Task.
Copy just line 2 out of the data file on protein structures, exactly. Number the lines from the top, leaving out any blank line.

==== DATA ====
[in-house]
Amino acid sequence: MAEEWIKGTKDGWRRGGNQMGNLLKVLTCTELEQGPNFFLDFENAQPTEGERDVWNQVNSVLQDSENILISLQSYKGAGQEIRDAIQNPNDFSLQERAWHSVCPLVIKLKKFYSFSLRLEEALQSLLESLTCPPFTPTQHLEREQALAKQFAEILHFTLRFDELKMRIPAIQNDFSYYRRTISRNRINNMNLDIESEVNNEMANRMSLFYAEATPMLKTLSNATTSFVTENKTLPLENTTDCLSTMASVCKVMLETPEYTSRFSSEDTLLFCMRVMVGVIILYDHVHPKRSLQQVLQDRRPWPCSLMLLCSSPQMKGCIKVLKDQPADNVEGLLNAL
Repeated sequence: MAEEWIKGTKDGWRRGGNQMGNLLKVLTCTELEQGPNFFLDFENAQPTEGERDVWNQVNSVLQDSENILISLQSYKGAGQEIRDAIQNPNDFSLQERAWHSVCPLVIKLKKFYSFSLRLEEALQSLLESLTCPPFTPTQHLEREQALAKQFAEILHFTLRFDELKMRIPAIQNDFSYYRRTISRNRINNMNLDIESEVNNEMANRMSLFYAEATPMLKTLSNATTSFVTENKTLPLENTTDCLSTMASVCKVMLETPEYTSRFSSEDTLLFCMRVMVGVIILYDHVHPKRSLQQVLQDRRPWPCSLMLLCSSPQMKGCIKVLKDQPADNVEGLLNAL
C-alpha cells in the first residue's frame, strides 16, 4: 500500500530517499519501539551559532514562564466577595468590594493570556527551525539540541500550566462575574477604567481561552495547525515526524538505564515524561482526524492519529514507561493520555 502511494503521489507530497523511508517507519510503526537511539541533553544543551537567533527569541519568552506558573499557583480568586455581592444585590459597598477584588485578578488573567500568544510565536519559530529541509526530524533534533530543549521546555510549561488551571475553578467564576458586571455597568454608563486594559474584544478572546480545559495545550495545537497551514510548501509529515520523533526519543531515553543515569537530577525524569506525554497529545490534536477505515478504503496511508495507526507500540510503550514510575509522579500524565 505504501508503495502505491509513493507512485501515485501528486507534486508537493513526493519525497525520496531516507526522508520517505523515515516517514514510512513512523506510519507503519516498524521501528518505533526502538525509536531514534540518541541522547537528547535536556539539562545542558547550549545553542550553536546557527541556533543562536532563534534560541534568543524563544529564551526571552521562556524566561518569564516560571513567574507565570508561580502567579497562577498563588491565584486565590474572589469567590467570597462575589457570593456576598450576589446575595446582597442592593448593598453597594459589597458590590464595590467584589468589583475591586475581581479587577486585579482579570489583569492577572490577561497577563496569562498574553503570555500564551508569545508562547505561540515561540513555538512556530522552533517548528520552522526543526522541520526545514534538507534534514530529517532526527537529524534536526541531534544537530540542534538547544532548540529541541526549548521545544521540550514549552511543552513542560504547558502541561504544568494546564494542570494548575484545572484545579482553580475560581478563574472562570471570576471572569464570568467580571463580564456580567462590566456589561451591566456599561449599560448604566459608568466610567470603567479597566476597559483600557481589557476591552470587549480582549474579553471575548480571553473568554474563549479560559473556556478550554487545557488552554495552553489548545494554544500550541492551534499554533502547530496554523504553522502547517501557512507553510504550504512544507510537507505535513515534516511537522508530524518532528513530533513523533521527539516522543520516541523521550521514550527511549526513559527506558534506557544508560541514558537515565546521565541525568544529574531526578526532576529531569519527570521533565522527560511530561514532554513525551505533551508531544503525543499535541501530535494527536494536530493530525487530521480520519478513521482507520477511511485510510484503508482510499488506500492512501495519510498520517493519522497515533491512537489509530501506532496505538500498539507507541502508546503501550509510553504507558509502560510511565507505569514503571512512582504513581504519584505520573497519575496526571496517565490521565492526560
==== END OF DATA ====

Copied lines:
Amino acid sequence: MAEEWIKGTKDGWRRGGNQMGNLLKVLTCTELEQGPNFFLDFENAQPTEGERDVWNQVNSVLQDSENILISLQSYKGAGQEIRDAIQNPNDFSLQERAWHSVCPLVIKLKKFYSFSLRLEEALQSLLESLTCPPFTPTQHLEREQALAKQFAEILHFTLRFDELKMRIPAIQNDFSYYRRTISRNRINNMNLDIESEVNNEMANRMSLFYAEATPMLKTLSNATTSFVTENKTLPLENTTDCLSTMASVCKVMLETPEYTSRFSSEDTLLFCMRVMVGVIILYDHVHPKRSLQQVLQDRRPWPCSLMLLCSSPQMKGCIKVLKDQPADNVEGLLNAL